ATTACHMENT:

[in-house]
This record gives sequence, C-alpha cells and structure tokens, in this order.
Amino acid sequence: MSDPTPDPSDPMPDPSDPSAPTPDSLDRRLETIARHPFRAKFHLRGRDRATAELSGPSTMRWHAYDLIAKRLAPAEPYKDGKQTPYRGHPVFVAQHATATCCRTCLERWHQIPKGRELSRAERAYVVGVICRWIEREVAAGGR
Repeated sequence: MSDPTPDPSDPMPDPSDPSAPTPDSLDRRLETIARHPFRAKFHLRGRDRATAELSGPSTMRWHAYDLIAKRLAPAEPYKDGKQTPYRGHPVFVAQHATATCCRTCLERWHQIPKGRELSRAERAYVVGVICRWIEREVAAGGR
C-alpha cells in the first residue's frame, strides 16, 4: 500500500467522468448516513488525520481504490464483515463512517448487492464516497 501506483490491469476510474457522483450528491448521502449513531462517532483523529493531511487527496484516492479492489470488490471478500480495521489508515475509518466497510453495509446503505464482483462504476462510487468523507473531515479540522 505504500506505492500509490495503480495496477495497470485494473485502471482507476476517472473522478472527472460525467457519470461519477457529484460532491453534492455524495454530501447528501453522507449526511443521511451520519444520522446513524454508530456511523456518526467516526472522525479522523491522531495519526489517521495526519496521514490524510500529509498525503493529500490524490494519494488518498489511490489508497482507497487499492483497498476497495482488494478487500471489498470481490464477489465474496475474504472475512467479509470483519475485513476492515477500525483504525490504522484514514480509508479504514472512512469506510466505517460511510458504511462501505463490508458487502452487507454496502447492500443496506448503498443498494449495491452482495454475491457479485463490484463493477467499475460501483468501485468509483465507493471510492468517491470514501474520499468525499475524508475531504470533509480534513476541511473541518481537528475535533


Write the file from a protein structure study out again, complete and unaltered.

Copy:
[in-house]
This record gives sequence, C-alpha cells and structure tokens, in this order.
Amino acid sequence: MSDPTPDPSDPMPDPSDPSAPTPDSLDRRLETIARHPFRAKFHLRGRDRATAELSGPSTMRWHAYDLIAKRLAPAEPYKDGKQTPYRGHPVFVAQHATATCCRTCLERWHQIPKGRELSRAERAYVVGVICRWIEREVAAGGR
Repeated sequence: MSDPTPDPSDPMPDPSDPSAPTPDSLDRRLETIARHPFRAKFHLRGRDRATAELSGPSTMRWHAYDLIAKRLAPAEPYKDGKQTPYRGHPVFVAQHATATCCRTCLERWHQIPKGRELSRAERAYVVGVICRWIEREVAAGGR
C-alpha cells in the first residue's frame, strides 16, 4: 500500500467522468448516513488525520481504490464483515463512517448487492464516497 501506483490491469476510474457522483450528491448521502449513531462517532483523529493531511487527496484516492479492489470488490471478500480495521489508515475509518466497510453495509446503505464482483462504476462510487468523507473531515479540522 505504500506505492500509490495503480495496477495497470485494473485502471482507476476517472473522478472527472460525467457519470461519477457529484460532491453534492455524495454530501447528501453522507449526511443521511451520519444520522446513524454508530456511523456518526467516526472522525479522523491522531495519526489517521495526519496521514490524510500529509498525503493529500490524490494519494488518498489511490489508497482507497487499492483497498476497495482488494478487500471489498470481490464477489465474496475474504472475512467479509470483519475485513476492515477500525483504525490504522484514514480509508479504514472512512469506510466505517460511510458504511462501505463490508458487502452487507454496502447492500443496506448503498443498494449495491452482495454475491457479485463490484463493477467499475460501483468501485468509483465507493471510492468517491470514501474520499468525499475524508475531504470533509480534513476541511473541518481537528475535533